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the crucible - role of abigail in the play

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Introduction

What is the role of Abigail Williams in the play 'The Crucible' and to what extent did she cause what happened in Salem? As an actor or director what qualities to you consider important for this role? "The Crucible" is a play written by Aruthur Miller as an historical allegory for the 1950's communist 'witch hunt' in America. However, "The Crucible" is mainly a play which allows the reader to see deeply into the human condition, the good and the bad and makes the reader think about loyalty, their own and the loyalty of others as they continue through the play. Throughout the play we see many sides of Abigails character which changes and develops as the situation in Salem does. In the play Abigail is evidently the villian; lying and manipulating her friends and other people in the village. Abigail plays one of the most important parts in 'the Crucible.' She is a catalyst and a protagonist fuelling the fire, and starting many of the accusations in Salem. Abigail is first introduced as 'seventeen' and 'strikingly beautiful,' she is also decribed as 'an orphan' which makes us initially feel sorry for her. Also from her description we assume she has good intentions. This stereotype is confirmed when she tells Parris, on page seven, that she "did dance" and that he should tell the town she "confessed it." ...read more.

Middle

During the course of the play, she sentences 17 people to their deaths where she could have confessed that she was lying, rather than reap a 'whores vengence' on Elizabeth, John and the rest of the town. Abigail is menecing and spiteful, this means she showed no remorse toward the dead, but rather run away. We can see this towards her treatment of the girls. She uses the hysteria of the 'witchcraft' they did to manipulate the girls as they are scared of her 'pointy reckoning' and the fact that witchcraft is a 'hanging offense' as in Salem society it is going against the thing they all believe they live for, their God. Abigail manipulates the questions asked to her by Hale and turns them to her own advantage to avoid being accused herself. When hale accuses her of witchcraft she blames Tituba, the black slave, saying she hears her 'singing her barbados songs.' However when she decided she wants the spotlight back on her again she takes control of the situation again, this is key after Tituba confesses to working with the devil. Being a good christian, the main ideal of Salem's society, Hale forgives her in the name of the lord and she starts to name witches. Abbie who is afraid takes control again so she cannot be named herself. She puts herself on a pedestal so that she can be in control of a life that would have been set for her otherwise. ...read more.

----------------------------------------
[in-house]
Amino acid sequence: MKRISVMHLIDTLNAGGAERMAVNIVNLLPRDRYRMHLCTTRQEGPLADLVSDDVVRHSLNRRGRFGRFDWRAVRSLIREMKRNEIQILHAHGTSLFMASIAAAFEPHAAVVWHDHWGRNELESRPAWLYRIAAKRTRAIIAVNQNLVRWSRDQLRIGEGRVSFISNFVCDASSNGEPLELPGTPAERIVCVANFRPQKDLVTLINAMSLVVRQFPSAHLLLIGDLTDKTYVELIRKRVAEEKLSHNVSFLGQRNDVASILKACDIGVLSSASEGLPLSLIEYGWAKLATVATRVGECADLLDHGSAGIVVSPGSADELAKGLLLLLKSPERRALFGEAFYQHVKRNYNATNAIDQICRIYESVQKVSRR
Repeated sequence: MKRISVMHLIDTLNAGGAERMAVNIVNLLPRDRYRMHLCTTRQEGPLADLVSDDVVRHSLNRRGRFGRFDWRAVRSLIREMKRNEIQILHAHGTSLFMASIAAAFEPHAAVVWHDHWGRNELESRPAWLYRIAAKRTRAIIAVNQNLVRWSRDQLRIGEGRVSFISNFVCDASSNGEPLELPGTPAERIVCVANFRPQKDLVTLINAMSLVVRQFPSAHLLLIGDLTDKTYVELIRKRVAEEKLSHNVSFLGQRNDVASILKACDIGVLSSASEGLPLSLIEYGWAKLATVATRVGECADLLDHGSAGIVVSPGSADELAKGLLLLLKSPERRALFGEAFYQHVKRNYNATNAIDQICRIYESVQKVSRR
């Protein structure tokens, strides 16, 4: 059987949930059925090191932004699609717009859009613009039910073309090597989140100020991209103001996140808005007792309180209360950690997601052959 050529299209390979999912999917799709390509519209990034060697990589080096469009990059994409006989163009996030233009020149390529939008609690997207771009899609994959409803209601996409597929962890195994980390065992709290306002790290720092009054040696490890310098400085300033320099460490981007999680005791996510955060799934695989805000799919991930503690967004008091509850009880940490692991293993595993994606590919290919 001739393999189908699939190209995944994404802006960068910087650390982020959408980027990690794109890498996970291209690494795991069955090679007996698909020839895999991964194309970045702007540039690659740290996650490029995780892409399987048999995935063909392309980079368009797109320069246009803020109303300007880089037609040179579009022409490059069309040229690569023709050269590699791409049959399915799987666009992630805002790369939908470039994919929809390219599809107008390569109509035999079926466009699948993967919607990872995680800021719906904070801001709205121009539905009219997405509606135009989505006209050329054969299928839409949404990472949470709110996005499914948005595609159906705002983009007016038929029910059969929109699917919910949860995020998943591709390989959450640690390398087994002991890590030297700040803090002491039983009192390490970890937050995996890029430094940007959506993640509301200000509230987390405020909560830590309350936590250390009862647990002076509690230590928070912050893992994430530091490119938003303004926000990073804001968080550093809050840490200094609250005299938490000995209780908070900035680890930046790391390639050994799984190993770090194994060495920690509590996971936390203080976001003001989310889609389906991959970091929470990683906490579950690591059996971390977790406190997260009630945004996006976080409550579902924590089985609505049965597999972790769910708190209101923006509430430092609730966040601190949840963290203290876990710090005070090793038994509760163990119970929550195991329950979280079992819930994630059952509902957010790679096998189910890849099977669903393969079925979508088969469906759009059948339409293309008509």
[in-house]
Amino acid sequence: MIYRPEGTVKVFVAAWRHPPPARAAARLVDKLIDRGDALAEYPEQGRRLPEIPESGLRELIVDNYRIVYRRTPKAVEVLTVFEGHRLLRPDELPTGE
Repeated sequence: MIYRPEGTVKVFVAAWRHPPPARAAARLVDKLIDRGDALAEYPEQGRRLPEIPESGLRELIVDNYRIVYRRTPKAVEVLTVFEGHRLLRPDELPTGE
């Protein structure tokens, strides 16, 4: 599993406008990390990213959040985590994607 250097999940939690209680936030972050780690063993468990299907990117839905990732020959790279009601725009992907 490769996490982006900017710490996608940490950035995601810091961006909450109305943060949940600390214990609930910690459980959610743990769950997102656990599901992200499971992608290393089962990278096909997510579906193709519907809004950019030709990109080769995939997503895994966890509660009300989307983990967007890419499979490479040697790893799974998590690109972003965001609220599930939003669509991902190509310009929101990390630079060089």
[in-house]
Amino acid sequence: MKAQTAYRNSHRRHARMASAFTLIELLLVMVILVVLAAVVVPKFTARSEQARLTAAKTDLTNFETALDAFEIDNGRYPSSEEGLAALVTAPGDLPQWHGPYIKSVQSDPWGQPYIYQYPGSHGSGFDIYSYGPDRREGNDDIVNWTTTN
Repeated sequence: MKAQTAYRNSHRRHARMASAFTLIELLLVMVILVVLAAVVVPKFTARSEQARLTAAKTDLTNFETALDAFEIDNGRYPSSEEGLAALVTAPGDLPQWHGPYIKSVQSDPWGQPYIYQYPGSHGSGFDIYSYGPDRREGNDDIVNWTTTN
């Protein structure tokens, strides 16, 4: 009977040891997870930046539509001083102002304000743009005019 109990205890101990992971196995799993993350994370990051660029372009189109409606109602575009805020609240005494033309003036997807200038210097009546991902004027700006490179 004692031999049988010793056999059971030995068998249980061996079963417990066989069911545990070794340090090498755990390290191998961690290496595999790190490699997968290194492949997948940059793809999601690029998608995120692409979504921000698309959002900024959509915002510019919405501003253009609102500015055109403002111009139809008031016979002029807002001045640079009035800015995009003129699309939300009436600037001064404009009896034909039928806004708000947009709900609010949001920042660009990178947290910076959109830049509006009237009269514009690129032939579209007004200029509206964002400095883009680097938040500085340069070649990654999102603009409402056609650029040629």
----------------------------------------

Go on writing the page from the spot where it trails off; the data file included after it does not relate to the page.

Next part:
Conclusion

However I believe that Danforth was very aware of Abigails power after that. Crutially Abigail has to be convincing in the courtroom or she would not have had such power of the town. This is crucial to the whole plot. If nobody had believed her then the plot would have taken a completely different turn; stopping the allegory as Miller had intended. There was many separate causes to what happened in Salem in the crucible. Many people believe it was completely Abigails fault. They are partially right due to the fact on the first few nights of her being in charge 'thirty-nine' women were accused. But the question still stands to what extent of her fault was it. Abigail confessed to dancing and pleaded Paris to allow her to in the beginning. However this has to be weighed against her plotting and manipulating of the town which came to her at her beckon call. Also other characters in the town used the hysteria to their own advantages, for things like land. I believe that Abigail was mostly to blame, however she did not start the mess that happened, however acted at a catalyst, quickening the pace of the accusations and excecutions which eventually lead to the hanging of John Proctor and Rebecca Nurse, two fairly upright names in the town. Her acting as a catalyst also lead to 'the power of theocracy' breaking and good names being soiled because of her childish lust. ...read more.

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